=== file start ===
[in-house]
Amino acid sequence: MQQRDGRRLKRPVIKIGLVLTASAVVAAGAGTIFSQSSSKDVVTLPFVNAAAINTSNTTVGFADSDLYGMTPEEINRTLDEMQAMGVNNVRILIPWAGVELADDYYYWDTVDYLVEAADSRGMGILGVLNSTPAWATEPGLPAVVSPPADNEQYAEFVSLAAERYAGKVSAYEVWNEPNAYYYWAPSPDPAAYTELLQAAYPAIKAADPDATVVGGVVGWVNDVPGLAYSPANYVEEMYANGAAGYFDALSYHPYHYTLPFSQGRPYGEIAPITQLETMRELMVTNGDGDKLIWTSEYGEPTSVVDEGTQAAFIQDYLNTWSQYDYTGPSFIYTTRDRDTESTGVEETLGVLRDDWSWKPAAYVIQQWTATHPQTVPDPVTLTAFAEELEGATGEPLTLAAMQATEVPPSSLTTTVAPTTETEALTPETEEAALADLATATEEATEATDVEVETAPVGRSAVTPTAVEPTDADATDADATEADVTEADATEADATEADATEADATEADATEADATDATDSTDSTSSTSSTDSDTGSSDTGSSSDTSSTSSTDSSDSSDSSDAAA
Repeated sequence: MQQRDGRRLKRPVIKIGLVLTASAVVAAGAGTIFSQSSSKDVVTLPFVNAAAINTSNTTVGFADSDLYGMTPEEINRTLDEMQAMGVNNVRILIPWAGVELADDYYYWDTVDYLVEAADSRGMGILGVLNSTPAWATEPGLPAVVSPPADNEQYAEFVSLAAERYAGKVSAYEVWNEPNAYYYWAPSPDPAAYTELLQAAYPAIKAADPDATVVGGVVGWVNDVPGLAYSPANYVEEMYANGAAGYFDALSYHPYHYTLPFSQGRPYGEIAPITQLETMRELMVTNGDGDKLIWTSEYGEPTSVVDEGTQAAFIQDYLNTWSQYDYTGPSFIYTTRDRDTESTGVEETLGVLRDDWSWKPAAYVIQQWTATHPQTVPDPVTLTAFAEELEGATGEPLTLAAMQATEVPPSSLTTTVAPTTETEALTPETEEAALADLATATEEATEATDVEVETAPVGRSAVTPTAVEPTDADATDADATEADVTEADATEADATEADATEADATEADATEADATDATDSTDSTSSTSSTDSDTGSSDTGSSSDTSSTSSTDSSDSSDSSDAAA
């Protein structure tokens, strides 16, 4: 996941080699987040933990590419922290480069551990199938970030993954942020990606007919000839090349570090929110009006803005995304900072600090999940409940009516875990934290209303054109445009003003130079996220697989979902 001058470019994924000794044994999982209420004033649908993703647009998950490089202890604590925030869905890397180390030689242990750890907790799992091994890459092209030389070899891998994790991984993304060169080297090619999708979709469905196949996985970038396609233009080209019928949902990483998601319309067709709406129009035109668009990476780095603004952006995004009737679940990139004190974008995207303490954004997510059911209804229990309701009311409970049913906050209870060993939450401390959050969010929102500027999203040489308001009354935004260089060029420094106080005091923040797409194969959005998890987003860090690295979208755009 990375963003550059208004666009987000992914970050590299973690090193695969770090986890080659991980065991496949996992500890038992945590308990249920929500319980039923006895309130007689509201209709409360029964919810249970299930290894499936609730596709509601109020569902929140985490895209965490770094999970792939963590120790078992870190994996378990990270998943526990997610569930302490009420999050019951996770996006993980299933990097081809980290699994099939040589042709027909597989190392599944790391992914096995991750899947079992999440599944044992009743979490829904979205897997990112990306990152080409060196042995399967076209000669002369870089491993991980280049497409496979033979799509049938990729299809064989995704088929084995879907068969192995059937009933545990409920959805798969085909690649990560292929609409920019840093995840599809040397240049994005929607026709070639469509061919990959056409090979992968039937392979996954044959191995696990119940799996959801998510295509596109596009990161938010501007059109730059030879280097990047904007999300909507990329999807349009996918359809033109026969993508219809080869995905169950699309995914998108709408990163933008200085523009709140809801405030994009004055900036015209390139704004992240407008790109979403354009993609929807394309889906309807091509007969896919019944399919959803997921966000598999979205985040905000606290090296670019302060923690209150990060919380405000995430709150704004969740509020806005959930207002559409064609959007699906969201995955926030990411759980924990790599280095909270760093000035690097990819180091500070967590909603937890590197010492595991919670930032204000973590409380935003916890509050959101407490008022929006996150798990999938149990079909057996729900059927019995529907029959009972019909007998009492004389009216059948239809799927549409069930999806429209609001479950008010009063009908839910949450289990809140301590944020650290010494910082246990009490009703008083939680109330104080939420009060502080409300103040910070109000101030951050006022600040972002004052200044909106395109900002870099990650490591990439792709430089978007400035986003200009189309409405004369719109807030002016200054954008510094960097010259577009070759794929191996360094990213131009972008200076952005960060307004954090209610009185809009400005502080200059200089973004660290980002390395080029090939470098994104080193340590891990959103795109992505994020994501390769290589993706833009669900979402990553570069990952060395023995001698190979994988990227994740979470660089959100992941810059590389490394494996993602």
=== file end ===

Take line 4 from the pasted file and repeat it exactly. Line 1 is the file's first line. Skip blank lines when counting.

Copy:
């Protein structure tokens, strides 16, 4: 996941080699987040933990590419922290480069551990199938970030993954942020990606007919000839090349570090929110009006803005995304900072600090999940409940009516875990934290209303054109445009003003130079996220697989979902 001058470019994924000794044994999982209420004033649908993703647009998950490089202890604590925030869905890397180390030689242990750890907790799992091994890459092209030389070899891998994790991984993304060169080297090619999708979709469905196949996985970038396609233009080209019928949902990483998601319309067709709406129009035109668009990476780095603004952006995004009737679940990139004190974008995207303490954004997510059911209804229990309701009311409970049913906050209870060993939450401390959050969010929102500027999203040489308001009354935004260089060029420094106080005091923040797409194969959005998890987003860090690295979208755009 990375963003550059208004666009987000992914970050590299973690090193695969770090986890080659991980065991496949996992500890038992945590308990249920929500319980039923006895309130007689509201209709409360029964919810249970299930290894499936609730596709509601109020569902929140985490895209965490770094999970792939963590120790078992870190994996378990990270998943526990997610569930302490009420999050019951996770996006993980299933990097081809980290699994099939040589042709027909597989190392599944790391992914096995991750899947079992999440599944044992009743979490829904979205897997990112990306990152080409060196042995399967076209000669002369870089491993991980280049497409496979033979799509049938990729299809064989995704088929084995879907068969192995059937009933545990409920959805798969085909690649990560292929609409920019840093995840599809040397240049994005929607026709070639469509061919990959056409090979992968039937392979996954044959191995696990119940799996959801998510295509596109596009990161938010501007059109730059030879280097990047904007999300909507990329999807349009996918359809033109026969993508219809080869995905169950699309995914998108709408990163933008200085523009709140809801405030994009004055900036015209390139704004992240407008790109979403354009993609929807394309889906309807091509007969896919019944399919959803997921966000598999979205985040905000606290090296670019302060923690209150990060919380405000995430709150704004969740509020806005959930207002559409064609959007699906969201995955926030990411759980924990790599280095909270760093000035690097990819180091500070967590909603937890590197010492595991919670930032204000973590409380935003916890509050959101407490008022929006996150798990999938149990079909057996729900059927019995529907029959009972019909007998009492004389009216059948239809799927549409069930999806429209609001479950008010009063009908839910949450289990809140301590944020650290010494910082246990009490009703008083939680109330104080939420009060502080409300103040910070109000101030951050006022600040972002004052200044909106395109900002870099990650490591990439792709430089978007400035986003200009189309409405004369719109807030002016200054954008510094960097010259577009070759794929191996360094990213131009972008200076952005960060307004954090209610009185809009400005502080200059200089973004660290980002390395080029090939470098994104080193340590891990959103795109992505994020994501390769290589993706833009669900979402990553570069990952060395023995001698190979994988990227994740979470660089959100992941810059590389490394494996993602």